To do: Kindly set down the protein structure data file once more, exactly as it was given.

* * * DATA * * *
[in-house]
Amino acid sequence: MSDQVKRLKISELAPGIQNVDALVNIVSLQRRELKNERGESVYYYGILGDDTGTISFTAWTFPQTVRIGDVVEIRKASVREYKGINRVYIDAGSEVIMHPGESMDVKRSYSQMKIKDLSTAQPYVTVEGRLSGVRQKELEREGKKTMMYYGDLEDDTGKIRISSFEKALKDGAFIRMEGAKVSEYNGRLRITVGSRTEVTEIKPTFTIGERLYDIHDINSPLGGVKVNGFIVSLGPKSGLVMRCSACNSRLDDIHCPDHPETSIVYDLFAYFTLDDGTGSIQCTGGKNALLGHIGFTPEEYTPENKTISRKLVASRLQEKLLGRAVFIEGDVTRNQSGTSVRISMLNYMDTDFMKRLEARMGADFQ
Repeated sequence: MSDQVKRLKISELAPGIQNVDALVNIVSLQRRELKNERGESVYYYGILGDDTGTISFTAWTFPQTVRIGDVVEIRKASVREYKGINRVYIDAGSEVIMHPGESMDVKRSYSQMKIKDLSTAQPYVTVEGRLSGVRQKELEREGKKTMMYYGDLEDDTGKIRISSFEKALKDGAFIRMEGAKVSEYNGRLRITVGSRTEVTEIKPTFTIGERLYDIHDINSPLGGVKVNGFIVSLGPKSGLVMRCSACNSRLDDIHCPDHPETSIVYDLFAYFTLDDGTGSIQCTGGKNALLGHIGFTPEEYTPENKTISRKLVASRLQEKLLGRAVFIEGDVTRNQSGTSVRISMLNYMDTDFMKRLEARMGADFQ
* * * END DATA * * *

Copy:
[in-house]
Amino acid sequence: MSDQVKRLKISELAPGIQNVDALVNIVSLQRRELKNERGESVYYYGILGDDTGTISFTAWTFPQTVRIGDVVEIRKASVREYKGINRVYIDAGSEVIMHPGESMDVKRSYSQMKIKDLSTAQPYVTVEGRLSGVRQKELEREGKKTMMYYGDLEDDTGKIRISSFEKALKDGAFIRMEGAKVSEYNGRLRITVGSRTEVTEIKPTFTIGERLYDIHDINSPLGGVKVNGFIVSLGPKSGLVMRCSACNSRLDDIHCPDHPETSIVYDLFAYFTLDDGTGSIQCTGGKNALLGHIGFTPEEYTPENKTISRKLVASRLQEKLLGRAVFIEGDVTRNQSGTSVRISMLNYMDTDFMKRLEARMGADFQ
Repeated sequence: MSDQVKRLKISELAPGIQNVDALVNIVSLQRRELKNERGESVYYYGILGDDTGTISFTAWTFPQTVRIGDVVEIRKASVREYKGINRVYIDAGSEVIMHPGESMDVKRSYSQMKIKDLSTAQPYVTVEGRLSGVRQKELEREGKKTMMYYGDLEDDTGKIRISSFEKALKDGAFIRMEGAKVSEYNGRLRITVGSRTEVTEIKPTFTIGERLYDIHDINSPLGGVKVNGFIVSLGPKSGLVMRCSACNSRLDDIHCPDHPETSIVYDLFAYFTLDDGTGSIQCTGGKNALLGHIGFTPEEYTPENKTISRKLVASRLQEKLLGRAVFIEGDVTRNQSGTSVRISMLNYMDTDFMKRLEARMGADFQ